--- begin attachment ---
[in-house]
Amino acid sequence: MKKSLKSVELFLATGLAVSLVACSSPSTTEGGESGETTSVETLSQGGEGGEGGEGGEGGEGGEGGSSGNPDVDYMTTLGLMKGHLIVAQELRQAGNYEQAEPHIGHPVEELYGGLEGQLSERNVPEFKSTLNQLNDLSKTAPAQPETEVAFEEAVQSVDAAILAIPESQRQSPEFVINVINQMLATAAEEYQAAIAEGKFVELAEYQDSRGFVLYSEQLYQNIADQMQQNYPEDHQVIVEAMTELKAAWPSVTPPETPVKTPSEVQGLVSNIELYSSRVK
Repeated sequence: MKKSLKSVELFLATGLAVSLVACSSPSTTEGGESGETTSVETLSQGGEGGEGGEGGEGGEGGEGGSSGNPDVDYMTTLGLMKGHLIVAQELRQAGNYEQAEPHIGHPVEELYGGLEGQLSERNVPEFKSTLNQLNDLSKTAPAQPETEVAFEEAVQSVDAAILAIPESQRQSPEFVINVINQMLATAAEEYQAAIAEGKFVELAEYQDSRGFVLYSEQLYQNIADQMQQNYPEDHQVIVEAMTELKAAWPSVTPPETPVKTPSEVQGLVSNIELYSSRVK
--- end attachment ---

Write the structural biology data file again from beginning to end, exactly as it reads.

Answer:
[in-house]
Amino acid sequence: MKKSLKSVELFLATGLAVSLVACSSPSTTEGGESGETTSVETLSQGGEGGEGGEGGEGGEGGEGGSSGNPDVDYMTTLGLMKGHLIVAQELRQAGNYEQAEPHIGHPVEELYGGLEGQLSERNVPEFKSTLNQLNDLSKTAPAQPETEVAFEEAVQSVDAAILAIPESQRQSPEFVINVINQMLATAAEEYQAAIAEGKFVELAEYQDSRGFVLYSEQLYQNIADQMQQNYPEDHQVIVEAMTELKAAWPSVTPPETPVKTPSEVQGLVSNIELYSSRVK
Repeated sequence: MKKSLKSVELFLATGLAVSLVACSSPSTTEGGESGETTSVETLSQGGEGGEGGEGGEGGEGGEGGSSGNPDVDYMTTLGLMKGHLIVAQELRQAGNYEQAEPHIGHPVEELYGGLEGQLSERNVPEFKSTLNQLNDLSKTAPAQPETEVAFEEAVQSVDAAILAIPESQRQSPEFVINVINQMLATAAEEYQAAIAEGKFVELAEYQDSRGFVLYSEQLYQNIADQMQQNYPEDHQVIVEAMTELKAAWPSVTPPETPVKTPSEVQGLVSNIELYSSRVK